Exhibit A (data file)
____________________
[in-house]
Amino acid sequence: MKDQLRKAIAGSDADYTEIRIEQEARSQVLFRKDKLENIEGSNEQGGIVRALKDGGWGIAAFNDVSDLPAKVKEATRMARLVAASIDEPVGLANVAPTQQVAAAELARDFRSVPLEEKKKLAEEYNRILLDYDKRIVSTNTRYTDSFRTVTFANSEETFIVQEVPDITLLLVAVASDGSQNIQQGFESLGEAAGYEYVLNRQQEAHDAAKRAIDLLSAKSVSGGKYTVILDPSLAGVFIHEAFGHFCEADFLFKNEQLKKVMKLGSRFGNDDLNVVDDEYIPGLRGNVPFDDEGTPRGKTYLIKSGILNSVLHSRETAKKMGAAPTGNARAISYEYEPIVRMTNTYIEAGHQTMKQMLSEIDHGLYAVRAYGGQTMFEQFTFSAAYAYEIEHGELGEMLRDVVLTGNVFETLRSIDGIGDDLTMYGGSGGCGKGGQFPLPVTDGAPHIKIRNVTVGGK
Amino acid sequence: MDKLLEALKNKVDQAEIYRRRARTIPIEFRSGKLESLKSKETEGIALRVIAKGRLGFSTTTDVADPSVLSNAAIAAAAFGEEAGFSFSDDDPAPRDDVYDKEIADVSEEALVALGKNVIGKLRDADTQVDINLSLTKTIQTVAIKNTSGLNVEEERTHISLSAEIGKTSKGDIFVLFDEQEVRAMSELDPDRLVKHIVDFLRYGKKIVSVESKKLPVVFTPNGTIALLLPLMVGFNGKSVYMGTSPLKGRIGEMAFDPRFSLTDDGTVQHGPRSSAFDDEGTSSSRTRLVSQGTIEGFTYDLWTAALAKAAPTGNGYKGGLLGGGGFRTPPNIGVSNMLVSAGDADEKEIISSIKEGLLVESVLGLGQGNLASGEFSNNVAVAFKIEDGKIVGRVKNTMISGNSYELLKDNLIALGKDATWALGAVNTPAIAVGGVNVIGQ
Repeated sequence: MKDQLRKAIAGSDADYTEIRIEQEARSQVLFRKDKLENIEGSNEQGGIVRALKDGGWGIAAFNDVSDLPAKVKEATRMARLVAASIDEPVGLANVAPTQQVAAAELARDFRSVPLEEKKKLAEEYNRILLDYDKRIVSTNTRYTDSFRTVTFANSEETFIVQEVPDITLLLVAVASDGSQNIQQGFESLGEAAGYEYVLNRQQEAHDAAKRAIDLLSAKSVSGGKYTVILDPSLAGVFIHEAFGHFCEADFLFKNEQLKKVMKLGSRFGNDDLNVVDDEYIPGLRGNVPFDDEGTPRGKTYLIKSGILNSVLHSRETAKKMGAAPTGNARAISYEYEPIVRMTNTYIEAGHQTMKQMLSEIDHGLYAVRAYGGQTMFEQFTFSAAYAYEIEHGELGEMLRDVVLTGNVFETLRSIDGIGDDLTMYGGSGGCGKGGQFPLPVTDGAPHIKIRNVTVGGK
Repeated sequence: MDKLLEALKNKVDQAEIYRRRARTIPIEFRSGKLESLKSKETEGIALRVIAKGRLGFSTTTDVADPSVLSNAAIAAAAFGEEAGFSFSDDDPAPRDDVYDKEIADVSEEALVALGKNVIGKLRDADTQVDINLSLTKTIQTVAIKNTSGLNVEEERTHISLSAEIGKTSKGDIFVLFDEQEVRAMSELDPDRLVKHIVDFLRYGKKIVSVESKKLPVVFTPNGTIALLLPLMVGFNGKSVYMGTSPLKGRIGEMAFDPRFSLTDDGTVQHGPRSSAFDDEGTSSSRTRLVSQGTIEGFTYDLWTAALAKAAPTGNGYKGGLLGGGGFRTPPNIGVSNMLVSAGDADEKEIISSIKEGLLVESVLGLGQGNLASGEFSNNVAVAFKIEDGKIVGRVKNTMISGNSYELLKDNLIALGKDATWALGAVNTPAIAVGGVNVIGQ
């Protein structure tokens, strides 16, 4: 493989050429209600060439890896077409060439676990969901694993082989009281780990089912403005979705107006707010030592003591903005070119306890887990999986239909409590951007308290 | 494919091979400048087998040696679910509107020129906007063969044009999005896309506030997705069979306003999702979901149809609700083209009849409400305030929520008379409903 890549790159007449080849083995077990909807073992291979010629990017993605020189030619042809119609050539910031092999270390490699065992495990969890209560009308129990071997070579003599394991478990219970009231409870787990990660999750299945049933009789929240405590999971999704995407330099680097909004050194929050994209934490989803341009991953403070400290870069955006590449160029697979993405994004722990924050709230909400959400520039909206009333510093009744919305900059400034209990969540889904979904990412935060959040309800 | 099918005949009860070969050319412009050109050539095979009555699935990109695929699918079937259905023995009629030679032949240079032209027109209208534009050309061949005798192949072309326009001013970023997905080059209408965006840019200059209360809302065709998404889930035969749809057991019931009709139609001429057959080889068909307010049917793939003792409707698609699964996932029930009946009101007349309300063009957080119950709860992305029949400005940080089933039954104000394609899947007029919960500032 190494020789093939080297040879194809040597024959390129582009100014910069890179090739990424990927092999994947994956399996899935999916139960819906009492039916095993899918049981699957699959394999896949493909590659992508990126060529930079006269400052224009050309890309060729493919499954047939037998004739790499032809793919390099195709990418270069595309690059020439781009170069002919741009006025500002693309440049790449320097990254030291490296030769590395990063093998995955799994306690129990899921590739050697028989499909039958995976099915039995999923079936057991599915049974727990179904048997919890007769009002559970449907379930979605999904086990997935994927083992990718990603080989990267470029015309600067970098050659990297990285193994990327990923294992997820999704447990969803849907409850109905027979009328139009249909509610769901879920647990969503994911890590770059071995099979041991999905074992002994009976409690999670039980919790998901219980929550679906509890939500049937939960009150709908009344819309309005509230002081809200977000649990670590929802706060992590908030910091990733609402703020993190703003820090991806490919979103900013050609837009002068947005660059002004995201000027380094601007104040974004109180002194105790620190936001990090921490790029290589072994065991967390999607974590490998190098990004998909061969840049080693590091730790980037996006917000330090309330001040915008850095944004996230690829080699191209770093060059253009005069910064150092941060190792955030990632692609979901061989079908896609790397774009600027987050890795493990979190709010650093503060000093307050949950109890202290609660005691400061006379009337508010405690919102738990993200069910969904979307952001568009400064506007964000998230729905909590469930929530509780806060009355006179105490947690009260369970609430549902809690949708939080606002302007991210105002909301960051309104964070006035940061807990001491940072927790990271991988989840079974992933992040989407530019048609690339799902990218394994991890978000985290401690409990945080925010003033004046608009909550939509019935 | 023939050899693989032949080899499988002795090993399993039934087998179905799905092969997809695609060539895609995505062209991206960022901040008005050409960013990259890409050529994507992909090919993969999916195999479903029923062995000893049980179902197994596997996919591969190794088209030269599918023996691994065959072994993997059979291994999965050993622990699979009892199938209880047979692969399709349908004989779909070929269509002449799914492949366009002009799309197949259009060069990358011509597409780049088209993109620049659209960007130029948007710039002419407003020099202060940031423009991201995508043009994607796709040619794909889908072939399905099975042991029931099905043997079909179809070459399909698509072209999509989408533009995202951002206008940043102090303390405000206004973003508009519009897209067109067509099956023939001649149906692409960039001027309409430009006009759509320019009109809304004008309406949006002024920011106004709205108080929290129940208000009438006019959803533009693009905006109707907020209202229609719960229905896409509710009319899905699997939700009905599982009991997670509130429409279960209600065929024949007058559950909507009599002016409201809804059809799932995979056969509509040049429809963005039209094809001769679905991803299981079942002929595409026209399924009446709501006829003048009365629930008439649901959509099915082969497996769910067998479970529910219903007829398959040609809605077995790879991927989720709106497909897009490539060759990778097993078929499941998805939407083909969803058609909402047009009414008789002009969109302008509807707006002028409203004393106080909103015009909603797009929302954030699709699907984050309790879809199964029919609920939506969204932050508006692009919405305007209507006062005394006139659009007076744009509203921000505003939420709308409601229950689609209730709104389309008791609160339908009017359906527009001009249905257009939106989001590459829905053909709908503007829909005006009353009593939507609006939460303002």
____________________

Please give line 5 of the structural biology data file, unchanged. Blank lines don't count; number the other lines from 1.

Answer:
Repeated sequence: MDKLLEALKNKVDQAEIYRRRARTIPIEFRSGKLESLKSKETEGIALRVIAKGRLGFSTTTDVADPSVLSNAAIAAAAFGEEAGFSFSDDDPAPRDDVYDKEIADVSEEALVALGKNVIGKLRDADTQVDINLSLTKTIQTVAIKNTSGLNVEEERTHISLSAEIGKTSKGDIFVLFDEQEVRAMSELDPDRLVKHIVDFLRYGKKIVSVESKKLPVVFTPNGTIALLLPLMVGFNGKSVYMGTSPLKGRIGEMAFDPRFSLTDDGTVQHGPRSSAFDDEGTSSSRTRLVSQGTIEGFTYDLWTAALAKAAPTGNGYKGGLLGGGGFRTPPNIGVSNMLVSAGDADEKEIISSIKEGLLVESVLGLGQGNLASGEFSNNVAVAFKIEDGKIVGRVKNTMISGNSYELLKDNLIALGKDATWALGAVNTPAIAVGGVNVIGQ